FIGURE 2
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Figure 2. Physical recovery efficiency of 1 μm fluorescent melamine beads from 22 mm stainless steel disks. The physical recovery efficiency of fluorescent beads from stainless steel disks was significantly different for all three processing methods tested (P < 0.0001); lines represent the mean, and ± one standard deviation; n = 10 for each method.

The physical recovery efficiencies of 1 μm fluorescent melamine beads from impinger jars were assessed and the results are shown in the top of Figure 3. The physical recovery efficiency of fluorescent beads from both jars types were similar, with a physical recovery efficiency from the AGI jars of 1.03 ± 0.03 (n = 10), and a physical recovery efficiency from the SKC Biosampler jars of 1.03 ± 0.01 (n = 10).

FIGURE 3
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Figure 3. Physical recovery and retention efficiencies of 1 μm fluorescent melamine beads from impinger jars. Top: Physical recovery efficiency; n = 10 for each jar type; Bottom: Physical retention efficiency; n = 9 for SKC filled with 15 ml; n = 8 for SKC filled with 20 ml; n = 8 for AGI filled with 20 ml; n = 3 for AGI filled with 10 ml; lines represent the mean and ± one standard deviation.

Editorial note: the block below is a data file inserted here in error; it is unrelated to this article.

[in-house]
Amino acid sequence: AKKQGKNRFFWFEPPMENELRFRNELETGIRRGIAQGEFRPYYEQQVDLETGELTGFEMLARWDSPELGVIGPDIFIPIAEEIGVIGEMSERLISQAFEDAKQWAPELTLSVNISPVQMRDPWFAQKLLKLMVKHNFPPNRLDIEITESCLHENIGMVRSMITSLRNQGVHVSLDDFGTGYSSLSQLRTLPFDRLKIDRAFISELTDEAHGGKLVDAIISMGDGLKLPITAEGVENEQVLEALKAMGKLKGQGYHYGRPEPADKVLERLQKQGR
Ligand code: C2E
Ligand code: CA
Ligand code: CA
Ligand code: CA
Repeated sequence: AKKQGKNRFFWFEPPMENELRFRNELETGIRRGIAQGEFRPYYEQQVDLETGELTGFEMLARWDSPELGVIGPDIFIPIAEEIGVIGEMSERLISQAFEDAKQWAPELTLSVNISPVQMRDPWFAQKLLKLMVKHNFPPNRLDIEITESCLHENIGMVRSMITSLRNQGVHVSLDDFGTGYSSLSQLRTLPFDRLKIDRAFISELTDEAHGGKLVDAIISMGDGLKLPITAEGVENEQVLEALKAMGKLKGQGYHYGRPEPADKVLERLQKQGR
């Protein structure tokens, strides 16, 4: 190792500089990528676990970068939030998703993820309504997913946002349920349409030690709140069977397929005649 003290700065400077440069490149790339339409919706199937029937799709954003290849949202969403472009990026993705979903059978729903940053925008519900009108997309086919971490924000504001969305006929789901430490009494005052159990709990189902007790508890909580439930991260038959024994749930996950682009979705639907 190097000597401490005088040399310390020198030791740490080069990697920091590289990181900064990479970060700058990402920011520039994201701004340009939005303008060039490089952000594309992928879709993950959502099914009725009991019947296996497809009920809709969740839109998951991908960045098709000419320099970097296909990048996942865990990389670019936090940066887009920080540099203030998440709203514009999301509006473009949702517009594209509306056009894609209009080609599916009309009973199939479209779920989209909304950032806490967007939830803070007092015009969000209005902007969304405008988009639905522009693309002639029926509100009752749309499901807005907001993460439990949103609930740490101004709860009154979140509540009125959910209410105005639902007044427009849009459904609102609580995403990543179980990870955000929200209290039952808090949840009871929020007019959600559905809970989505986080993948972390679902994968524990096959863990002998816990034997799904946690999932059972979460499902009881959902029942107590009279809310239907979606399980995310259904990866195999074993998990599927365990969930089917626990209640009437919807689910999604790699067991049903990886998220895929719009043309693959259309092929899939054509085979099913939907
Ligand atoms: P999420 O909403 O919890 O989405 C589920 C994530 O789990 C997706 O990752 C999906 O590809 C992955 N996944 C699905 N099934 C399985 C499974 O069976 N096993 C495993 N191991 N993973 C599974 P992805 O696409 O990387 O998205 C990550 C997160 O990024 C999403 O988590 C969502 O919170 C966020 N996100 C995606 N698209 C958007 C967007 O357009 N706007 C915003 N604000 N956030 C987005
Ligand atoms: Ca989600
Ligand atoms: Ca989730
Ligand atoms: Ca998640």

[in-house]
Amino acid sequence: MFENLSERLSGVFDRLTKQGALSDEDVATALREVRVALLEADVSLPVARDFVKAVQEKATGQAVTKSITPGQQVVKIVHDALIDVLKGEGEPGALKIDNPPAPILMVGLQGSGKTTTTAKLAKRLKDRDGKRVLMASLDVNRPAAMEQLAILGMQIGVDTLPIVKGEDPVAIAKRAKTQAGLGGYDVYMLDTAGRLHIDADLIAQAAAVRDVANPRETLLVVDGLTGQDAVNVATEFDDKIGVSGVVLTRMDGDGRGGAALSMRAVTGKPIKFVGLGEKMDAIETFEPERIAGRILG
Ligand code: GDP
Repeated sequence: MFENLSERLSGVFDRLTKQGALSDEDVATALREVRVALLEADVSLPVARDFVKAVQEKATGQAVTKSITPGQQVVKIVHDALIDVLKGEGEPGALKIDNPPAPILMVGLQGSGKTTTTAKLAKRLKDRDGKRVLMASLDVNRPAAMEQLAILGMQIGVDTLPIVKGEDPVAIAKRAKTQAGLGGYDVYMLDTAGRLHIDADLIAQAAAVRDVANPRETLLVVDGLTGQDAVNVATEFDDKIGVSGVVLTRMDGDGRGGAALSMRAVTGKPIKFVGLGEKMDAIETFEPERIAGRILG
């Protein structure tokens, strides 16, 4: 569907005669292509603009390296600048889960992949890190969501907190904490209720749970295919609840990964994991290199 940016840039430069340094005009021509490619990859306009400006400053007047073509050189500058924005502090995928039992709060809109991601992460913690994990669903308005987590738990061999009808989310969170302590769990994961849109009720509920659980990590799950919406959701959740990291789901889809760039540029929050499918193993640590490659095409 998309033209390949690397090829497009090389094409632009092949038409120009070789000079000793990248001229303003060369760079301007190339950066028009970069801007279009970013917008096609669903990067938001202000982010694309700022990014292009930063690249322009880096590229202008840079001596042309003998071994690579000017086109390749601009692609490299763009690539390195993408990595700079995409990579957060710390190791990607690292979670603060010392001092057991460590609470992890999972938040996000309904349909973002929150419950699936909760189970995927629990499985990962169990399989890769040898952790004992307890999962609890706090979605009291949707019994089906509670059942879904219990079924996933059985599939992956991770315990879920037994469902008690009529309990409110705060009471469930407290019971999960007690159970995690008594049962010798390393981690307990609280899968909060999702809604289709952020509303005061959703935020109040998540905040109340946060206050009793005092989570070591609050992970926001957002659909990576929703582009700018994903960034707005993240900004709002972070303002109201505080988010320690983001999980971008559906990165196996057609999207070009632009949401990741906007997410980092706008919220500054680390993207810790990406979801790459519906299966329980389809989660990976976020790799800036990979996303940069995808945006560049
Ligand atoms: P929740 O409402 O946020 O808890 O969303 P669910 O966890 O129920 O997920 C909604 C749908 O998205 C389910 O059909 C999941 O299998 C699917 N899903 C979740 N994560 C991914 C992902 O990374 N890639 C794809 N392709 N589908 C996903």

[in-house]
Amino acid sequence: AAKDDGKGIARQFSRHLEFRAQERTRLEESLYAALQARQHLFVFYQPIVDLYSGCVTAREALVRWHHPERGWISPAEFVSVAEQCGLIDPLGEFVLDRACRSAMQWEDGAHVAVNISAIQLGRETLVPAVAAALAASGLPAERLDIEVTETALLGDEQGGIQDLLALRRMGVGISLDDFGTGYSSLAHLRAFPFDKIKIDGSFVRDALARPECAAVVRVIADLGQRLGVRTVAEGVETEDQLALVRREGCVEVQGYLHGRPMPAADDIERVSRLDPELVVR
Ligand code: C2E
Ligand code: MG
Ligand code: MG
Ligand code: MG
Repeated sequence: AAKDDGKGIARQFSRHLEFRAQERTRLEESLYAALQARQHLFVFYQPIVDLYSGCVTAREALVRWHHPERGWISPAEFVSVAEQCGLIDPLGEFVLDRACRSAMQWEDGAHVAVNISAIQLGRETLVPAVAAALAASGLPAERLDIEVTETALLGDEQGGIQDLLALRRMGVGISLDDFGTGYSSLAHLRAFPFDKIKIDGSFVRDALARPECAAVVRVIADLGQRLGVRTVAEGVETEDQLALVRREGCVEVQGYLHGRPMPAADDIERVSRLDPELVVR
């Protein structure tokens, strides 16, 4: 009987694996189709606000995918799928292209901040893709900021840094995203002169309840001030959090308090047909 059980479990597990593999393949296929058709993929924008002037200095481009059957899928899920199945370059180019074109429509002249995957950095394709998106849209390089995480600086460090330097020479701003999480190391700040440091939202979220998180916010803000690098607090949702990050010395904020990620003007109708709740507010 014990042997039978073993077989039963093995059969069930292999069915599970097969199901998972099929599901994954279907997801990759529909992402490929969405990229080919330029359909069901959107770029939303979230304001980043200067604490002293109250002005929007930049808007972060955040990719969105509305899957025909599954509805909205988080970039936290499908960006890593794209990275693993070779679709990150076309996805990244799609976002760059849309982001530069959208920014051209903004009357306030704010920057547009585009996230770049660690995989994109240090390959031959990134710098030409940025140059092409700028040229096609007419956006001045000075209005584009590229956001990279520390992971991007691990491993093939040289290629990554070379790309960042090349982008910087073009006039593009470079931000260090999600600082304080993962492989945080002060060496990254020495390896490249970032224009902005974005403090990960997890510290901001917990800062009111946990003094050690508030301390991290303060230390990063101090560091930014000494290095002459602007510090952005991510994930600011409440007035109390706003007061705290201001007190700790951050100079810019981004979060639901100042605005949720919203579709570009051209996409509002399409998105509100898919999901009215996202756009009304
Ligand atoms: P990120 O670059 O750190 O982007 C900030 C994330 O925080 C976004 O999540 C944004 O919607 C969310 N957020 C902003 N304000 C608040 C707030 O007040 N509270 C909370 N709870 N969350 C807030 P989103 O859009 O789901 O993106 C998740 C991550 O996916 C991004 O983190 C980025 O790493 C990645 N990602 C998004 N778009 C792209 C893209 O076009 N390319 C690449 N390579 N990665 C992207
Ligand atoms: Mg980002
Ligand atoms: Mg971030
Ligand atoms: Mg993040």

The physical retention efficiencies of impinger jars with 1 μm fluorescent melamine beads were assessed and the results are shown in the bottom of Figure 3. The physical retention efficiencies of the SKC jars filled with 15 (n = 9) and 20 ml (n = 8) of media containing 1 μm fluorescent beads were 0.97 ± 0.07 and 1.07 ± 0.09, respectively. The physical retention efficiencies of the AGI jars filled with 10 (n = 8) and 20 ml (n = 3) of media containing 1 μm fluorescent beads were 0.16 ± 0.06 and 0.57 ± 0.19, respectively. Additionally, following decanting of the liquid media, a residue was visible on the inside of the AGI jar above where the air-liquid interface had been.